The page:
See also: Mew

EnglishEdit

PronunciationEdit

Etymology 1Edit

From Middle English mewe, mowe, meau, from Old English mǣw, from Proto-Germanic *maihwaz, *maiwaz (seagull) (compare West Frisian meau, mieu, Dutch meeuw, German Möwe), from *maiwijaną (to shout, mew) (compare Middle English mawen (to shout, mew), Middle Dutch mauwen, Middle High German māwen); akin to Latvian maût (to roar), Old Church Slavonic мꙑꙗти (myjati, to mew).

NounEdit

mew (plural mews)

  1. (archaic, poetic) A gull, seagull.
    • 1590, Edmund Spenser, The Faerie Qveene. [], London: Printed [by John Wolfe] for VVilliam Ponsonbie, OCLC 960102938, book II, canto XII:
      A daungerous and detestable place, / To which nor fish nor fowle did once approch, / But yelling Meawes, with Seagulles hoarse and bace []
    • 1954, J. R. R. Tolkien, The Fellowship of the Ring:
      From helm to sea they saw him leap, / As arrow from the string, / And dive into the water deep, / As mew upon the wing.
TranslationsEdit

Etymology 2Edit

From Middle English mewe, mue, mwe, from Anglo-Norman mue, muwe, and Middle French mue (shedding feathers; cage for moulting birds; prison), from muer (to moult).

NounEdit

mew (plural mews)

  1. (obsolete) A prison, or other place of confinement.
  2. (obsolete) A hiding place; a secret store or den.
  3. (obsolete) A breeding-cage for birds.
  4. (falconry) A cage for hawks, especially while moulting.
    • 1624, Democritus Junior [pseudonym; Robert Burton], The Anatomy of Melancholy: [], 2nd edition, Oxford, Oxfordshire: Printed by John Lichfield and James Short, for Henry Cripps, OCLC 54573970:
      , vol.I, New York, 2001, p.243:
      A horse in a stable that never travels, a hawk in a mew that seldom flies, are both subject to diseases; which, left unto themselves, are most free from any such encumbrances.
  5. (falconry, in the plural) A building or set of buildings where moulting birds are kept.

VerbEdit

mew (third-person singular simple present mews, present participle mewing, simple past and past participle mewed)

  1. (archaic) To shut away, confine, lock up.
    • c. 1592, William Shakespeare, Richard III, Act I, Scene 1,[2]
      More pity that the eagle should be mew’d,
      While kites and buzzards prey at liberty.
    • c. 1596, John Donne, “Elegie XX: Loves Warre,” in Charles M. Coffin (ed.), The Complete Poetry and Selected Prose of John Donne, New York: Modern Library, p. 84,[3]
      To mew me in a Ship, is to inthrall
      Mee in a prison, that weare like to fall;
    • 1693, John Dryden (translator), The Satires of Juvenal, London: Jacob Tonson, Satire 1, p. 10,[4]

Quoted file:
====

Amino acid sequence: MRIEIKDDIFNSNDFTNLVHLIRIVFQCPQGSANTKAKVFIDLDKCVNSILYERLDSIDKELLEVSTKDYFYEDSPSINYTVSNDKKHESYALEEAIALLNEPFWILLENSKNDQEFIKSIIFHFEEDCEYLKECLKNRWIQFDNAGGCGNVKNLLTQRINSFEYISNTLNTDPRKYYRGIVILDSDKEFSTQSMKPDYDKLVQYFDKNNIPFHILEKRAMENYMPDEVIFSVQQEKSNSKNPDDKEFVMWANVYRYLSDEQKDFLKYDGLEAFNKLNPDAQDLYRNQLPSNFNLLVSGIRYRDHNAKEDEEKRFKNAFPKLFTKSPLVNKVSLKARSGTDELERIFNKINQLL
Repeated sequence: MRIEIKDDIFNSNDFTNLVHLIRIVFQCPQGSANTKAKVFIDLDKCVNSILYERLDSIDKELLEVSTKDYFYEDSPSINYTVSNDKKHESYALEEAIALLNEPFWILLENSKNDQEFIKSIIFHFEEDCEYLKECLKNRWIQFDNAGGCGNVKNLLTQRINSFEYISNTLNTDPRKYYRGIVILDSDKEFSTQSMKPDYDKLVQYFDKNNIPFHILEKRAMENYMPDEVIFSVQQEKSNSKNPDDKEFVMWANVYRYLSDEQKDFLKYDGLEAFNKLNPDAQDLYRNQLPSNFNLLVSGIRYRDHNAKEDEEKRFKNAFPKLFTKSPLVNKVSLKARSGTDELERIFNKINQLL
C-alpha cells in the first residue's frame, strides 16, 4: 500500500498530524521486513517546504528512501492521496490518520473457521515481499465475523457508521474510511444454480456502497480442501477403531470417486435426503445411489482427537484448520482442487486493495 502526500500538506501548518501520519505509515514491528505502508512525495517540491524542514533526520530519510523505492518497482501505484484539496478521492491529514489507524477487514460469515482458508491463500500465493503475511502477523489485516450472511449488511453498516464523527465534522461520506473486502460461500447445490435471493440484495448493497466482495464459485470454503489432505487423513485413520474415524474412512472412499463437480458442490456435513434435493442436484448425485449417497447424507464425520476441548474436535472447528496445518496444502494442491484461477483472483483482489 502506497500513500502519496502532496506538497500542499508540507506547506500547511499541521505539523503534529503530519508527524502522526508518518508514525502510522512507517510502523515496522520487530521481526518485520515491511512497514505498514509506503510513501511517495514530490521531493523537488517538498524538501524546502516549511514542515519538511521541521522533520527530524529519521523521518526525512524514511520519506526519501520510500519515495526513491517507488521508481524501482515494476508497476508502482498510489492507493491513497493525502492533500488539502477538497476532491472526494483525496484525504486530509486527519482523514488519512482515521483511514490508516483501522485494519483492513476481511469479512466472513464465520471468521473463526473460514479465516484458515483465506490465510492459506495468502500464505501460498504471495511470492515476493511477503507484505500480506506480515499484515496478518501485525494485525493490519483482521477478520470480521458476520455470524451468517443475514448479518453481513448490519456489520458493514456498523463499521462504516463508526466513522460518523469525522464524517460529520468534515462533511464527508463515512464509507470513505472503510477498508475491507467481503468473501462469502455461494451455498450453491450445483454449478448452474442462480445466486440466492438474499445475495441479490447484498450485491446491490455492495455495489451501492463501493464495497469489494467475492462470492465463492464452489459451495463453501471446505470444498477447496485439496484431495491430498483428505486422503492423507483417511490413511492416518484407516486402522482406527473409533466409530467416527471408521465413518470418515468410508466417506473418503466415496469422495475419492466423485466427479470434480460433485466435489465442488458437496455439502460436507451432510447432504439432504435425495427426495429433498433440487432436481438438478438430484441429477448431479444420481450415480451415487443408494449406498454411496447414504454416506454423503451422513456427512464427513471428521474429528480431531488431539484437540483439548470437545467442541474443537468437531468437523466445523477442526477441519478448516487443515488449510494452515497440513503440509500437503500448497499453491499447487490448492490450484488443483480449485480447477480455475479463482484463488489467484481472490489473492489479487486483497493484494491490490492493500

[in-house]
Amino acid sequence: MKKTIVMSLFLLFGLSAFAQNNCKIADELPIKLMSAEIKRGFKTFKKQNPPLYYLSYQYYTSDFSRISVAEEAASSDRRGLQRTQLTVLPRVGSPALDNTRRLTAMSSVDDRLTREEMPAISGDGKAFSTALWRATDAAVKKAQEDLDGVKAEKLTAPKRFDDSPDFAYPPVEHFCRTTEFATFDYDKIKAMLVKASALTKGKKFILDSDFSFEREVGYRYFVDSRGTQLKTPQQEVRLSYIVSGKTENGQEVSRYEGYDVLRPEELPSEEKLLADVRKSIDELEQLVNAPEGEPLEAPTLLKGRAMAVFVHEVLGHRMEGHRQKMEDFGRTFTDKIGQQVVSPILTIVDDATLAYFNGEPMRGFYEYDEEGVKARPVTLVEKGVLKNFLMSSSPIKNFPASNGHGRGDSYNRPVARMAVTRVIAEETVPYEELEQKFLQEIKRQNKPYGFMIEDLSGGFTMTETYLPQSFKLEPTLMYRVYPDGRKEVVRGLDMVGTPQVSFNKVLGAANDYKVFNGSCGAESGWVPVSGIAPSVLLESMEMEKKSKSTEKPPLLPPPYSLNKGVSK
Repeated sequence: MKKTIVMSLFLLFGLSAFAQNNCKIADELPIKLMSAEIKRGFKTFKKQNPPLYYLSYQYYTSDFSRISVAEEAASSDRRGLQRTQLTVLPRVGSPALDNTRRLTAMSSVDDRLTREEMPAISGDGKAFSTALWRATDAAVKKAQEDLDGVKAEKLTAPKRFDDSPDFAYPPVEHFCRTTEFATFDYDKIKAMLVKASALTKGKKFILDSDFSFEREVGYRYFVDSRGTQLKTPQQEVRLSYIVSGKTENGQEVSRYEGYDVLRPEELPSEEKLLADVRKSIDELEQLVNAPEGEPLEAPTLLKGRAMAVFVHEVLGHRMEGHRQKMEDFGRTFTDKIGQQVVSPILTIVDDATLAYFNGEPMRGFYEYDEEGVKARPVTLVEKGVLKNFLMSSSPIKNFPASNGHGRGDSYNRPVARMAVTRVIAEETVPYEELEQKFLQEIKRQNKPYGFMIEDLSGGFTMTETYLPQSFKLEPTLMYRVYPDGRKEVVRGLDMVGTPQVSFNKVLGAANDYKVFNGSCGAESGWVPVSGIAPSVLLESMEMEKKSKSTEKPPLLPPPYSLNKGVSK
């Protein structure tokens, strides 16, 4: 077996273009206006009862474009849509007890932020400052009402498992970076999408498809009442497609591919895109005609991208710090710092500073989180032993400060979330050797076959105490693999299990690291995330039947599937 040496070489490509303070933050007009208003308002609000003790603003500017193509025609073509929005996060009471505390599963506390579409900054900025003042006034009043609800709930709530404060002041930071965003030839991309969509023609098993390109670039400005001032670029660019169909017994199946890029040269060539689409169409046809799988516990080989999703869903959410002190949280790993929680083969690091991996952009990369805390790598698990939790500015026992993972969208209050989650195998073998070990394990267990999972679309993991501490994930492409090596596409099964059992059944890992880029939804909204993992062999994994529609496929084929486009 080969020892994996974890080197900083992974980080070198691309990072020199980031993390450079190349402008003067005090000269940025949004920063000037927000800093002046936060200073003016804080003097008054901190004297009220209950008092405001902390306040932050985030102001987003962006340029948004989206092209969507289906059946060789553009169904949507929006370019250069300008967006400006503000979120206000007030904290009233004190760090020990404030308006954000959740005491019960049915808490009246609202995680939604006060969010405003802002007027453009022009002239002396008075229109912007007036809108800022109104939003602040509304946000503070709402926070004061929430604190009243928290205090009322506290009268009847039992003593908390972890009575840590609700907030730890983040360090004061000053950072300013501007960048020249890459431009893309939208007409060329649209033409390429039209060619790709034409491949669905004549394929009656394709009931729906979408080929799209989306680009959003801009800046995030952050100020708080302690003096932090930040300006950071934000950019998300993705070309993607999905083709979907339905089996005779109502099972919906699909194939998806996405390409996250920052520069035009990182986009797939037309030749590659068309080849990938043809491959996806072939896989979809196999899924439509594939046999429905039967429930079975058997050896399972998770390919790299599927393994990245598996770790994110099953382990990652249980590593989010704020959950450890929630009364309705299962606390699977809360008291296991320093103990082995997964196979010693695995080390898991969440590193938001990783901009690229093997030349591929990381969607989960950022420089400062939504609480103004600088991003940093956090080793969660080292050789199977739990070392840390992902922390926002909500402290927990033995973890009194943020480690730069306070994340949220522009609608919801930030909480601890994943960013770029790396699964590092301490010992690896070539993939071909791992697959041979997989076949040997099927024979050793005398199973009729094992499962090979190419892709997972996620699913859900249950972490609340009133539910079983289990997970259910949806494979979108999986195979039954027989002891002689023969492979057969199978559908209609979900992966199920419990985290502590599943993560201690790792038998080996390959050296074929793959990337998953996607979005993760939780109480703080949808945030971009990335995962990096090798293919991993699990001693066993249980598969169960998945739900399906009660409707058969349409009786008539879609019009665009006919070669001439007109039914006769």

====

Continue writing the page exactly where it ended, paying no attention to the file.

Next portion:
[] Nay some have learn’d the trick
      To beg for absent persons; feign them sick,
      Close mew’d in their Sedans, for fear of air:
    • 1748, Tobias Smollett, chapter 50, in The Adventures of Roderick Random.:
      When it came to his turn to mention Sir John Sparkle, he represented him as a man of an immense estate and narrow disposition, who mewed up his only child, a fine young lady, from the conversation of mankind, under the strict watch and inspection of an old governante, who was either so honest, envious, or insatiable, that nobody had been as yet able to make her a friend, or get access to her charge, though numbers attempted it every day []
    • 1928, Virginia Woolf, Orlando: A Biography, Penguin, 1942, Chapter 5, p. 163,[5]
      [] it was all very well for Orlando to mew herself in her house at Blackfriars and pretend that the climate was the same []
  2. (of a bird) To moult.
    The hawk mewed his feathers.
    • 1700, John Dryden, Fables Ancient and Modern, London: Jacob Tonson, “Cinyras and Myrrha, Out of the Tenth Book of Ovid’s Metamorphoses,” p. 184,[6]
      Nine times the moon had mewed her horns []
  3. (of a bird, obsolete) To cause to moult.
  4. (of a deer, obsolete) To shed antlers.

Etymology 3Edit

Onomatopoeic.

NounEdit

mew (plural mews)

  1. The crying sound of a cat; a meow, especially of a kitten.
  2. The crying sound of a gull.
  3. (obsolete) An exclamation of disapproval; a boo.
TranslationsEdit

VerbEdit

mew (third-person singular simple present mews, present participle mewing, simple past and past participle mewed)

  1. (of a cat, especially of a kitten) To meow.
TranslationsEdit

InterjectionEdit

mew

  1. A cat's (especially a kitten's) cry.
  2. A gull's cry.
  3. (archaic) An exclamation of disapproval; boo.

Etymology 4Edit

Named after British orthodontists John Mew and his son Michael Mew.[1]

VerbEdit

mew (third-person singular simple present mews, present participle mewing, simple past and past participle mewed)

  1. (slang, neologism) To flatten the tongue against the roof of the mouth for supposed health benefits.

ReferencesEdit

  1. ^ Dream McClinton (2019-03-21), “Mewing: what is the YouTube craze that claims to reshape your face?”, in The Guardian[1]

AnagramsEdit


Middle EnglishEdit

NounEdit

mew

  1. Alternative form of mewe (cage)

PolishEdit

PronunciationEdit

NounEdit

mew f

  1. genitive plural of mewa

YurokEdit

NounEdit

mew

  1. widower